This is SCIENCE FRIDAY. I'm Ira Flatow. In a few days, my next guest will be in Florida. He's going there to testify against Big Tobacco in a lawsuit brought by a smoker with health problems. Oh, you didn't know that tobacco lawsuits like this are still going on today? You certainly don't hear a lot about them in the news. But some 8,000 more cases just like this one exist in Florida alone.
This is SCIENCE FRIDAY. I'm Ira Flatow. Consider the shrew, a small harmless, nearly blind animal. If you were to find one scrambling across your kitchen floor, you might shriek or stomp on it. Shrews look a lot like mice. Or you could catch it and release it outside. But what if you ate the shrew, whole, instead? No, you don't debone it. You don't even chew it. You just hack the tail off and swallow it whole. Why? Well, for science, of course.
This is SCIENCE FRIDAY, I'm Ira Flatow. Football season is getting into full swing this week: tailgating parties, point spreads, Tim Tebow. But amid all the excitement of a new season comes an old and disturbing ghost. This week, a new study finds that pro football players may be more likely to die from various neurodegenerative diseases, such as Alzheimer's or ALS, more likely than the rest of us.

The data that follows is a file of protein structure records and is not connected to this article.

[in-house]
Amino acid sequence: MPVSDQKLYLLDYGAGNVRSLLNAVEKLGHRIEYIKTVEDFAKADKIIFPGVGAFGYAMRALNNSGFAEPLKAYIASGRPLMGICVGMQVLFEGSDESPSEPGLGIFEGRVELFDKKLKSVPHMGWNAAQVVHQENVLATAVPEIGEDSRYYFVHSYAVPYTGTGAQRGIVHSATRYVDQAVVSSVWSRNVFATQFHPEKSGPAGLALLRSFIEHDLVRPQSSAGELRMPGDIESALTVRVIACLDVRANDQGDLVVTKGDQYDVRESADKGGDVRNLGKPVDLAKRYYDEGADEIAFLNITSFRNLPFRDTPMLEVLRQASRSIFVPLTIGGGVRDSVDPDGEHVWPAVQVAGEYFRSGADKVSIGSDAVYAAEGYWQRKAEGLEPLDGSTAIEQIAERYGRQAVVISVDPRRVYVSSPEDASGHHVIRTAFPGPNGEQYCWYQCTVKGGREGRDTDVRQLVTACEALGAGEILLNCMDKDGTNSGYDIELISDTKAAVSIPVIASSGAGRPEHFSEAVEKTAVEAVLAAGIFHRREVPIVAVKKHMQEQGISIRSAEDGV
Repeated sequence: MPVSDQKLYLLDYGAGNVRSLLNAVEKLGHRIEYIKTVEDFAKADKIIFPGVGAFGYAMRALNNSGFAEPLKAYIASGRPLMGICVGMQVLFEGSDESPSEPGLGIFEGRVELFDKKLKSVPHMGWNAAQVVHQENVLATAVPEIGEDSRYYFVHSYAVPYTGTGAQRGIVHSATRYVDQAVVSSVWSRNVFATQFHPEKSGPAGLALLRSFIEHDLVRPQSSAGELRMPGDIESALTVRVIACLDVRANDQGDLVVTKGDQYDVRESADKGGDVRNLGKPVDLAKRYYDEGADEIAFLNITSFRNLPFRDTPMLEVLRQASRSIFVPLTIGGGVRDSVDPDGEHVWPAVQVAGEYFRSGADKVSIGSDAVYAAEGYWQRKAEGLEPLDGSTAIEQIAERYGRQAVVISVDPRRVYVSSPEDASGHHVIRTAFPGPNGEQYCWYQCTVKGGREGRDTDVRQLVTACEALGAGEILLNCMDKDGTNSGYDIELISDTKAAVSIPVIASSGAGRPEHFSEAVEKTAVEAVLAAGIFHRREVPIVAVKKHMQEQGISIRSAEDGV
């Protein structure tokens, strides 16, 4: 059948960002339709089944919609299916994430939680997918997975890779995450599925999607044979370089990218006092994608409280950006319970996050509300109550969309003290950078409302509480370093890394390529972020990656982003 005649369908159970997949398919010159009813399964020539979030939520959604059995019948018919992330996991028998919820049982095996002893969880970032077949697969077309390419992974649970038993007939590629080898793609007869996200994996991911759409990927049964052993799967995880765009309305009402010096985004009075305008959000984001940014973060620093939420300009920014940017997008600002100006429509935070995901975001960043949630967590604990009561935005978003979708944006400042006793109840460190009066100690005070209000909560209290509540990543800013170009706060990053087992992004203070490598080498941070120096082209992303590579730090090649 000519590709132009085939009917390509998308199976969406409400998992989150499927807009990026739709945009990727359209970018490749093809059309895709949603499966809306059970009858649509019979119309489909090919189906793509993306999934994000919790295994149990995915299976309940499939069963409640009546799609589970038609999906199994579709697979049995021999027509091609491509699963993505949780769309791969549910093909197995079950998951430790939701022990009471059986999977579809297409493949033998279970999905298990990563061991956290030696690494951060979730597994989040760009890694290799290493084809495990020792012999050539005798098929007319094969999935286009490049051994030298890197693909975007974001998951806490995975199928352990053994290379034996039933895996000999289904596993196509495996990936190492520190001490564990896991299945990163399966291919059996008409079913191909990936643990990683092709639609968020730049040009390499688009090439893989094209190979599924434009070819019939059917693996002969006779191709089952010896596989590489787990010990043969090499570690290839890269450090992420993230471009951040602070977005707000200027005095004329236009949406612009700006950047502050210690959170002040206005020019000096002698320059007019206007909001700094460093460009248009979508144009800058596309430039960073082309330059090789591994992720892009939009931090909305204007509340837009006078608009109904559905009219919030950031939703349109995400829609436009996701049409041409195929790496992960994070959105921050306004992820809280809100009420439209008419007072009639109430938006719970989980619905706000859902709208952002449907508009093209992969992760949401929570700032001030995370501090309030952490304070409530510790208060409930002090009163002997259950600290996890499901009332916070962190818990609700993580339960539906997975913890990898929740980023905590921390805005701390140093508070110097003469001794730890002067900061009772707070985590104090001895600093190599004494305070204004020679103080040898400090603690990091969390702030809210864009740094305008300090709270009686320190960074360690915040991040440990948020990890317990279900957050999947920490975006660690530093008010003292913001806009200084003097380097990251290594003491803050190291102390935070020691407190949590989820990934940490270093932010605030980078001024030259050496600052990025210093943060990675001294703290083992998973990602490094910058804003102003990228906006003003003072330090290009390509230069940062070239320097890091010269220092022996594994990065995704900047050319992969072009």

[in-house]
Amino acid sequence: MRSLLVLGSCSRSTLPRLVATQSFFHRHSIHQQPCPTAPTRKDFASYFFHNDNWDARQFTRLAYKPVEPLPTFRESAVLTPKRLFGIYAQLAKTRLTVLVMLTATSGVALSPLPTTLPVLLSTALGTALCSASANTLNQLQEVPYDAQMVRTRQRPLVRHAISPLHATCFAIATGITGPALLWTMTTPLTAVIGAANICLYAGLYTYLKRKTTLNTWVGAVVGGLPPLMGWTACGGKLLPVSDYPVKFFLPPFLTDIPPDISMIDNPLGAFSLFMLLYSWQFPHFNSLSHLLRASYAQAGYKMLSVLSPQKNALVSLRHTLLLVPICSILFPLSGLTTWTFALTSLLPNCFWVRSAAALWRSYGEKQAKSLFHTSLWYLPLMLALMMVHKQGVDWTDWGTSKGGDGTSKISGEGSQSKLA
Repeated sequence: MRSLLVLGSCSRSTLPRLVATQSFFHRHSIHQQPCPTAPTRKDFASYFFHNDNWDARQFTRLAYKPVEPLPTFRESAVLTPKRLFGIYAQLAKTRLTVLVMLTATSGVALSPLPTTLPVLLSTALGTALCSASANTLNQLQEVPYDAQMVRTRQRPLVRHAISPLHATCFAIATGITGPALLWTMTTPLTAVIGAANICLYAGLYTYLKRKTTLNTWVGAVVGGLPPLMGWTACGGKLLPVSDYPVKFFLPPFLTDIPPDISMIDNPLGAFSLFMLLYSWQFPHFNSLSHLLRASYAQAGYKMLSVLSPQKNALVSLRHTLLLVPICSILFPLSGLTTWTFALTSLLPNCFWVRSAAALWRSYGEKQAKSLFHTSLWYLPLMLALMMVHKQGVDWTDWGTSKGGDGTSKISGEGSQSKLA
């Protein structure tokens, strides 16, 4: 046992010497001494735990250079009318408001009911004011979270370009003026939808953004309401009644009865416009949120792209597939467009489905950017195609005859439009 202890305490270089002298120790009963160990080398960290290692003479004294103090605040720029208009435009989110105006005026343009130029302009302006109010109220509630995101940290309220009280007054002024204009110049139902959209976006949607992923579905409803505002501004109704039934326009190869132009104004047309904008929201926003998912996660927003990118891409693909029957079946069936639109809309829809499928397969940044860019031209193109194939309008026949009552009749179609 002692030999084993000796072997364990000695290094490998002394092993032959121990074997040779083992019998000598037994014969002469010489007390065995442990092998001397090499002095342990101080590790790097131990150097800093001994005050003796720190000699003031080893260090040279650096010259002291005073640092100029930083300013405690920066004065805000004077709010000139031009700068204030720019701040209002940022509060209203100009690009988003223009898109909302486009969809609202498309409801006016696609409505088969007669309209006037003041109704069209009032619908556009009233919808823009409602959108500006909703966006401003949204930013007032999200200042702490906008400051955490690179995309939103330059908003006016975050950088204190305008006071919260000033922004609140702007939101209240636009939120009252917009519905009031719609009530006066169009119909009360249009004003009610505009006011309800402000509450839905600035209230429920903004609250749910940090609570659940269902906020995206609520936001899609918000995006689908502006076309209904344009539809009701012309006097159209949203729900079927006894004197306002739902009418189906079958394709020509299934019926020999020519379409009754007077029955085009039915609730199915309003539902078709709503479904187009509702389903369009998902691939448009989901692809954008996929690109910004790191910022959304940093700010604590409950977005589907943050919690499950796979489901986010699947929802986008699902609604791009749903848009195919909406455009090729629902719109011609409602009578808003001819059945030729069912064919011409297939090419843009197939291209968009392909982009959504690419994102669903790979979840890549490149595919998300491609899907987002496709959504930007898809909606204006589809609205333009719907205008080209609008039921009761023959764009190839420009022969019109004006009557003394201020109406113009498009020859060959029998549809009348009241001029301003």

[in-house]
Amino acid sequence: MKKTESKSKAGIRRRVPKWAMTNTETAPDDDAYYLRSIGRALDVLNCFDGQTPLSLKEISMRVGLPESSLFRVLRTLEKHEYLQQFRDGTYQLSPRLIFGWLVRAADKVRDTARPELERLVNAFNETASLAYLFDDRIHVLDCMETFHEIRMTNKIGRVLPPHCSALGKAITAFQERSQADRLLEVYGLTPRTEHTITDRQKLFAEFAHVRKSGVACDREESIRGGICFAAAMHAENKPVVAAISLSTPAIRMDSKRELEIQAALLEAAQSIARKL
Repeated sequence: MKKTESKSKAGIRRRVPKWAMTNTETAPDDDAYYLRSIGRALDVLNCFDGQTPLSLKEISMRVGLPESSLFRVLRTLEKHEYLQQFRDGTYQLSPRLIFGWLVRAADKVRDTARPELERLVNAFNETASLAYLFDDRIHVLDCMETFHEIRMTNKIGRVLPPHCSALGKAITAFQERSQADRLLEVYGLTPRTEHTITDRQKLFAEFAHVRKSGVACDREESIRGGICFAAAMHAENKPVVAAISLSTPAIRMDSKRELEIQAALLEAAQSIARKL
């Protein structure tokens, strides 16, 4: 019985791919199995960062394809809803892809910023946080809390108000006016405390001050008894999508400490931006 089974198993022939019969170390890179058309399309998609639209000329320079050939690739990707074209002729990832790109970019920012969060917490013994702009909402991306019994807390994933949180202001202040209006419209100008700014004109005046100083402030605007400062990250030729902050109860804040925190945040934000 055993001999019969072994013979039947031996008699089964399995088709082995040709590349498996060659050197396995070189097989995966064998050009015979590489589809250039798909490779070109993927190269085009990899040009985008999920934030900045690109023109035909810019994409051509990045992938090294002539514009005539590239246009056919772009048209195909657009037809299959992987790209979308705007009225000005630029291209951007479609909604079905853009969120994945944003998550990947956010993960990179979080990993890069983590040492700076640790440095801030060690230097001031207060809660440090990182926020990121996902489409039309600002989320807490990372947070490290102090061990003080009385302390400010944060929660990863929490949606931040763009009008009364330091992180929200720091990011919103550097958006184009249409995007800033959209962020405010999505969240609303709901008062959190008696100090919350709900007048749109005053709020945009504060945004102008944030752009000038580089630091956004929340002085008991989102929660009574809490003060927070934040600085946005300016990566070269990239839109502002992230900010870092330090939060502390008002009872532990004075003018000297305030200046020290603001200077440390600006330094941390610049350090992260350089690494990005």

What we have here is a moon — a small one (slightly wider than the state of Arizona) — circling Saturn.
If you look closely, you will see a small splay of light at its top, looking like a circular fountain.
That's because it is a fountain — of sorts. A bunch of volcano-like jets are sending fantastically high geysers of water vapor up into the sky, so high that you can see them in this remarkable print by Michael Benson, back lit by light bouncing off of Saturn.
Originally published on Thu September 6, 2012 11:02 am
Here's a journal-paper title that grabbed my eye: Western scrub-jay funerals: cacophonous aggregations in response to dead conspecifics.
OK, there's some jargon included — "cacophonous aggregations" refers to birds called in by other birds' vocalizations, and "conspecifics" just means other individuals of the same species. But it's the "f" word — funeral — that caught my attention.